Simon sung “The Boatman” next. The crowd at the front were getting more bouncy by the this time, and “The Boatman” raised it to another level. Mark announced that the next song would be the last before the break and Simon mentioned that he needed some help with the words, but he seemed to do ok. I was expecting the break next, but Charlie started up with the drums and a more than welcome “Far From Home” kicked in and the crowd went wild. Until Mark shouted something that sounded like “Mind your back!” (but could have been bag) before jumping out of the way before he was hit in the face by a swinging mic stand. Security appeared stage front and started moving people back and at the end the band left for a ten minute break, inviting us to go and get a drink.
“Julie” was straight after the break, with security sat all along the front of the stage. Two different acoustic versions followed, “15 years” and “Chemically Free”, with “Four Winds” slotted in between. A great trio of songs that really got the crowd jumping. Mark then asked if anybody had a birthday in the crowd (“Happy Birthday, Debbie”) before launching into “What A Beautiful Day”, a bra flying onto the stage at the end.
It may just be me, but there was a large proportion of the audience that seemed to be chatting away during the entire performance. I was suffering my own intermittent personal hell thanks to a pissed woman with a dance-around-type white handbag spilling her pint and pushing past me every two minutes (I think she eventually went away to throw up).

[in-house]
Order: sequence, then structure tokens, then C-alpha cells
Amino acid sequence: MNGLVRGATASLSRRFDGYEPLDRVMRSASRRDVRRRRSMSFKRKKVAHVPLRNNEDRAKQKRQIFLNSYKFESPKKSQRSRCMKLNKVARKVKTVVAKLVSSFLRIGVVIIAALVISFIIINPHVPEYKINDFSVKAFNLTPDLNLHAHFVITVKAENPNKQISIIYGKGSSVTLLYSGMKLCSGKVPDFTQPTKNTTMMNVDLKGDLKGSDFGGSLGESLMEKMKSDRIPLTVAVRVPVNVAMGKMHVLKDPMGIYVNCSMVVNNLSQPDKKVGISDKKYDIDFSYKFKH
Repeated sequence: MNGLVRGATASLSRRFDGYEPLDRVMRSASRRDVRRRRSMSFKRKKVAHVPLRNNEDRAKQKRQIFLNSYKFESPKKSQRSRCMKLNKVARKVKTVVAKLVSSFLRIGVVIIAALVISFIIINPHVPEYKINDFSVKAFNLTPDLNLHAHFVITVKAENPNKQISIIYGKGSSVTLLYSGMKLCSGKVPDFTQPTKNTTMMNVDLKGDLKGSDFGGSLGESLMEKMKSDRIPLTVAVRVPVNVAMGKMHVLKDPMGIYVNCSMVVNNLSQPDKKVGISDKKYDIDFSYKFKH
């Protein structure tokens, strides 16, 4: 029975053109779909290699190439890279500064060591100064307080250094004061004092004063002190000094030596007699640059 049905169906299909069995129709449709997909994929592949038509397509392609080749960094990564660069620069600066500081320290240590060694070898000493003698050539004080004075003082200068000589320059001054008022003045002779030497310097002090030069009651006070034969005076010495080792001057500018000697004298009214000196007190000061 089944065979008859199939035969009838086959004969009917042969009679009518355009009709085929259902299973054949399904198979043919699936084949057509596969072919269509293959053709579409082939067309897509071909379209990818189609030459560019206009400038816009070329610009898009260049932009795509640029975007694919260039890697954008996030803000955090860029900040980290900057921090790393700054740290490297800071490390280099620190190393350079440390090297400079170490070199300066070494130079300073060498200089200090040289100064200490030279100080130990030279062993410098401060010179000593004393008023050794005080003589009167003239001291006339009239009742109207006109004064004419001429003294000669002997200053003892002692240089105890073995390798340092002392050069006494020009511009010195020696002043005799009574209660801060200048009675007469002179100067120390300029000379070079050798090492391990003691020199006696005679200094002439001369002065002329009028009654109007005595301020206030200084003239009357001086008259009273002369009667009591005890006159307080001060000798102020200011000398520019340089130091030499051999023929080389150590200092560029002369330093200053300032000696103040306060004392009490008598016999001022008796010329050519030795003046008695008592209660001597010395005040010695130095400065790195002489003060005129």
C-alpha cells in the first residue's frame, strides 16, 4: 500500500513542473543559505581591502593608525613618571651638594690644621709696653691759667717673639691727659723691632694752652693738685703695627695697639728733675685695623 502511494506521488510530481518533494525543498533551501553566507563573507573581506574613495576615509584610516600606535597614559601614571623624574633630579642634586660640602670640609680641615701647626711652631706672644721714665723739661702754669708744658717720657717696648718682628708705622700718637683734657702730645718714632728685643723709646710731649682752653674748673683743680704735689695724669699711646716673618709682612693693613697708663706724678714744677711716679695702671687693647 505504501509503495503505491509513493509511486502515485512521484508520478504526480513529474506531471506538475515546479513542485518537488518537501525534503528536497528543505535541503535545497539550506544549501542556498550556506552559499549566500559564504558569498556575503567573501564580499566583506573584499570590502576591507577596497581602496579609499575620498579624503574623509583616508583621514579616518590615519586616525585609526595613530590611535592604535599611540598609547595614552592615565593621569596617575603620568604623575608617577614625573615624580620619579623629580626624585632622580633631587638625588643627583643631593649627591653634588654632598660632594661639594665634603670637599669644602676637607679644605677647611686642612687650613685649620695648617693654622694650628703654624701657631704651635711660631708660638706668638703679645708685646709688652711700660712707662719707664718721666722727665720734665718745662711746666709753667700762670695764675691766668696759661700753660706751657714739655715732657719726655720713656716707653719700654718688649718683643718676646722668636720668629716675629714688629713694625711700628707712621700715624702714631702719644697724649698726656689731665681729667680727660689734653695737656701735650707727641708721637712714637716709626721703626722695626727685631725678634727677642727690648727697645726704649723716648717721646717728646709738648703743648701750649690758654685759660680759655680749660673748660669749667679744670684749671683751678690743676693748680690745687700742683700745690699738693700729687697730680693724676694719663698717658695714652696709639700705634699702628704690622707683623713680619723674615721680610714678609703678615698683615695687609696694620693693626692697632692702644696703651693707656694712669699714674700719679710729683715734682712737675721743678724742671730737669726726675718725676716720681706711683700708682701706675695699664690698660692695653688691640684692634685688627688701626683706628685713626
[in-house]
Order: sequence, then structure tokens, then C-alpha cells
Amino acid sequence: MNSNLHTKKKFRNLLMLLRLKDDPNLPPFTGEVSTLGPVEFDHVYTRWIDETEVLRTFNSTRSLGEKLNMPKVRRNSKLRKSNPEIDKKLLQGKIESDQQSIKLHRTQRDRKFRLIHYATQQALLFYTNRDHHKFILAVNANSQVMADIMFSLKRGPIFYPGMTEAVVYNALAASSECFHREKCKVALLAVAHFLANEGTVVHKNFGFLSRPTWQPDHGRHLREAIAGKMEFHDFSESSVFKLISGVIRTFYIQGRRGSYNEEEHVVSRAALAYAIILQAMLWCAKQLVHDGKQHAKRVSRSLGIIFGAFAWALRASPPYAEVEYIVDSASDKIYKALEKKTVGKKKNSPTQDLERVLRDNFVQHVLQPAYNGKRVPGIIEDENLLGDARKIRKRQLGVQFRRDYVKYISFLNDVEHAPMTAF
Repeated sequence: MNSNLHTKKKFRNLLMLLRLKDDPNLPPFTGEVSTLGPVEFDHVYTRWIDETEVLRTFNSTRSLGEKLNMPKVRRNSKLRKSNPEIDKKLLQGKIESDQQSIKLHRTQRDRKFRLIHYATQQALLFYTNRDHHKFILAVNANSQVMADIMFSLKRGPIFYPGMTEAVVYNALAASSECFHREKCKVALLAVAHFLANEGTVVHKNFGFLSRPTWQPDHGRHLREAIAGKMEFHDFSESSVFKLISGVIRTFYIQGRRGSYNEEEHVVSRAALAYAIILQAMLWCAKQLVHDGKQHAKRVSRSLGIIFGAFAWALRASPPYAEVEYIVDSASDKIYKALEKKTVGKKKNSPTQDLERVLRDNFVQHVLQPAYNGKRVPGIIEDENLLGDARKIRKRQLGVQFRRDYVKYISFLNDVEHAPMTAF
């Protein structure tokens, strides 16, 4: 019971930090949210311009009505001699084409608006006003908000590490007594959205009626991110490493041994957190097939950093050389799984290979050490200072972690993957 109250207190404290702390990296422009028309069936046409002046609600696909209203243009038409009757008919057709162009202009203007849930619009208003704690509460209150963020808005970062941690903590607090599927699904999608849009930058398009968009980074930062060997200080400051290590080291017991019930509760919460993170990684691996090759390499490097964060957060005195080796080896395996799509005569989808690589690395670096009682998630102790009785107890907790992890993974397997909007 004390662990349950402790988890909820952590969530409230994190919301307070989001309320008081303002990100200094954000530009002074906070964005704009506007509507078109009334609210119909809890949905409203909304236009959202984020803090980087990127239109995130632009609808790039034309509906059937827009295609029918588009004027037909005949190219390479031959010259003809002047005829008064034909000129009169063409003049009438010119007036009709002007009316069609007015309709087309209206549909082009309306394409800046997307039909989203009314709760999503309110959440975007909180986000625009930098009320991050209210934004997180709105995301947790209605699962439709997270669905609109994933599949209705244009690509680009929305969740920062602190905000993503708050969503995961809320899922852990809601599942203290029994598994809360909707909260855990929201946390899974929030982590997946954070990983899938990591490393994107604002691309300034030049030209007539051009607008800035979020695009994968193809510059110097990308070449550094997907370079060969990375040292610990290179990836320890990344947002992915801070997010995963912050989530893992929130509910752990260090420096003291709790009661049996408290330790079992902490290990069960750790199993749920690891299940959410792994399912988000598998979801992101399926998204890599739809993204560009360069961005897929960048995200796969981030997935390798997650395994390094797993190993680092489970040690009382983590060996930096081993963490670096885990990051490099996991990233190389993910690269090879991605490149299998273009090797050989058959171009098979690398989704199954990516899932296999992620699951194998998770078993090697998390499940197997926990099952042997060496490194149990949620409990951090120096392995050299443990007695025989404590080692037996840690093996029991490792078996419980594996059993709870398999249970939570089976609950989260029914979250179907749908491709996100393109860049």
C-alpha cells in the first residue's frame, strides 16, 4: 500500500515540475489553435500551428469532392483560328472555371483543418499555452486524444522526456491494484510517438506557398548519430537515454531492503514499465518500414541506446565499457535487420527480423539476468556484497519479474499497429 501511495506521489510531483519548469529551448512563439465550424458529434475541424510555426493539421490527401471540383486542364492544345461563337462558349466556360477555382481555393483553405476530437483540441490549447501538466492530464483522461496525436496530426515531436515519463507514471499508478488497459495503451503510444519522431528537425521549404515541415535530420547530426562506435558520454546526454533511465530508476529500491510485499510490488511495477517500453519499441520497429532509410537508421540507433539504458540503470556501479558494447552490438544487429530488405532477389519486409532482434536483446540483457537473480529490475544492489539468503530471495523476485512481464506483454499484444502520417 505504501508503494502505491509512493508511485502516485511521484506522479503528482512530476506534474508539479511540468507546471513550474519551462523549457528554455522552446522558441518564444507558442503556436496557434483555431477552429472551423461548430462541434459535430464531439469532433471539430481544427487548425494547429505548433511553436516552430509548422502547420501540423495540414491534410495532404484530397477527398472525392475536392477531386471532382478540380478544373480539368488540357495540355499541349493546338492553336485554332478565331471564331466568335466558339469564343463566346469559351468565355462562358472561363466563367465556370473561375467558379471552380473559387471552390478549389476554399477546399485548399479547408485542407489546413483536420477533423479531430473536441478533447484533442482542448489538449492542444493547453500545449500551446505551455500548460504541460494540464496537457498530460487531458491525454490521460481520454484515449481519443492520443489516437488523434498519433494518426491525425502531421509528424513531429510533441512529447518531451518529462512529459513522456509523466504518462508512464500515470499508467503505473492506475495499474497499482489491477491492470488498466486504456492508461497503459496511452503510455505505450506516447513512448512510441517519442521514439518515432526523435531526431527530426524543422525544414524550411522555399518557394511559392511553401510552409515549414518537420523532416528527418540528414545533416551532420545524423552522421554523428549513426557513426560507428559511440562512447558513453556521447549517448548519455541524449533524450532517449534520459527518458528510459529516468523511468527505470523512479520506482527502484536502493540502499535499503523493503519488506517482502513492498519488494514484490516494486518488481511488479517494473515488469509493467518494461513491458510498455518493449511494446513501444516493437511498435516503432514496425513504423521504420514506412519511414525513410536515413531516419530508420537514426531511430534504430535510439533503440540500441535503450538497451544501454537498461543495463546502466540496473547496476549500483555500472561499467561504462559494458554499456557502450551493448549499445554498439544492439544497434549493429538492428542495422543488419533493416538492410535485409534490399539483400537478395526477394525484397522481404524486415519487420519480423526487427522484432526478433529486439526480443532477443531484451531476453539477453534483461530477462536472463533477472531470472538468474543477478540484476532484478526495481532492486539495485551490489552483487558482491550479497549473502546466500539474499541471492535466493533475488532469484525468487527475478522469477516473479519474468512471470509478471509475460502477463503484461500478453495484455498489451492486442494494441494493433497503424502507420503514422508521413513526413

“Carry Me” was next with Mark suffering a broken string and swapping guitars part way through. “Men-An-Tor” with Simon on vocals followed, although unfortunately he managed to lose a couple of lines in the middle. The gig really kicked off with the speedy “Burford Stomp”, before “Dirty Davey” closed the main part of the show and the Levellers left the stage.
Boaksey made an appearance with his didgeridoo, dressed in a brown suit and barely venturing out from behind the right-hand speaker stack, and then the band reappeared and launched into “One Way”. The crowd went wild. Mark had to contend with a dirty pair of socks being thrown on stage, saying, “It’s a dirty pair of socks!” (What was that all about then?) before launching them into “The Riverflow”.
A welcome “Plastic Jeezus” was next. Simon struggled to remember which (of the seventy-odd) verses he was on at a couple of points during the song, but the crowd were more than willing to help out.
There was a brief break while the band checked that the right-hand speaker stack was still working because some of the crowd appeared to have crashed into either the stack or the wires. The sound man was looking very worried at one point and waving his torch about frantically, but we could still hear everything.
The set closed with “What You Know”, and a storming version it was too.
Another superb performance from the band and they’ll be blowing everyone off stage at T in the Park tomorrow night (but I bet the BBC don’t show it)!
Setlist; Robbie Jones / The Road / The Lowlands Of Holland / Together All The Way / Confess / No Change / Song For Bloke / Sail Away(?) / The Boatman / Far From Home / [Break] / Julie / 15 Years / Four Winds / Chemically Free / What A Beautiful Day / Carry Me / Men-An-Tor / Burford Stomp / Dirty Davey / [Break] / One Way / The Riverflow / Plastic Jeezus / What You Know